We used this baboon infection model to investigate whether cell populations of interest, such as APCs, and bacteria could be labeled and detected in vivo during a B. pertussis infection by pCLE imaging. The imaging technologies used here are well described for the study of human airways, but have not yet been extensively used in preclinical models without invasive surgery or euthanasia26. Unexpectedly, only low auto-fluorescence was observed in baboons relative to human airways, where elastin fibers induce strong background fluorescence. This difference may be explained by species specificities26 or the young age of the animals used here. We were therefore able to specifically detect progressive bacterial colonization of the trachea in infected animals during the first two weeks of infection by pCLE, as well as co-localization of the pathogen with APCs. This provides in vivo confirmation of the strong interactions previously described between B. pertussis and macrophages and dendritic cells of the airways27 but so far, precise bacterial localization, extra or intra-cellular, still need to be confirmed. APC labeling by topical application of fluorescent anti-HLA-DR antibodies has been successfully implemented in the tracheal and bronchial mucosa in baboons, but had to be repeated every week for optimal detection, as described for a skin model28. This is the first description of non-invasive in vivo bacterial detection in airways by optical imaging in NHP. A study in rats has described lung colonization by Aspergillus fumigatus using external detection by pCLE, but this required invasive surgery and was performed only at day 5 post-challenge26,29. The spatial resolution of pCLE probes used in this study, with a lateral resolution of 3.5 μm, prevented us from detecting single bacteria, but we could detect aggregates or biofilms as already demonstrated by confocal microscopy in mice9. Another limitation to bacterial infection imaging in our study was the gradual loss of plasmid-mediated fluorescence in the absence of selective pressure. This led to the progressive loss of fluorescence in vivo, which prevented us from following bacterial colonization by imaging for more than two weeks. However, long-term B. pertussis colonization may be studied in baboons using our imaging technologies with a B. pertussis strain that strongly and stably expresses a chromosomally inserted gfp gene. This pathophysiological imaging study in juvenile baboons demonstrates that it is possible to follow bacterial colonization of the lower respiratory tract and explore host-pathogen interactions during infection with minimal invasiveness. Our results open many new opportunities to characterize colonization by B. pertussis and the cellular populations involved in the local in vivo response to B. pertussis infection in detail. This should lead to an improved understanding of the pathogenesis of whooping cough in primates.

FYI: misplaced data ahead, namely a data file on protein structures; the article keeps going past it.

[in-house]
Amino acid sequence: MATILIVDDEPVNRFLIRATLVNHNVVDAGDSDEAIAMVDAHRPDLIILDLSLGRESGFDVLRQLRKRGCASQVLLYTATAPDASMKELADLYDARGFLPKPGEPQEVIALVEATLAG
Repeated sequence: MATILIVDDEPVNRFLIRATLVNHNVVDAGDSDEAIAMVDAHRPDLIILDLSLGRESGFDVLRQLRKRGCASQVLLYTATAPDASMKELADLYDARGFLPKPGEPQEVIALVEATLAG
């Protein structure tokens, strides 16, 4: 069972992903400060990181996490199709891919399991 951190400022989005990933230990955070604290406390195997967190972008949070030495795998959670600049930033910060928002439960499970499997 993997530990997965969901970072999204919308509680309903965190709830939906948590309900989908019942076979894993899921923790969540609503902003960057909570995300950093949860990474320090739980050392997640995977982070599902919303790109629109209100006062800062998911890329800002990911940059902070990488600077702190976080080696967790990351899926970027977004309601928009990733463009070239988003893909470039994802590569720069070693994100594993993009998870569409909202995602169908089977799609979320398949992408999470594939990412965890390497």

Materials and Methods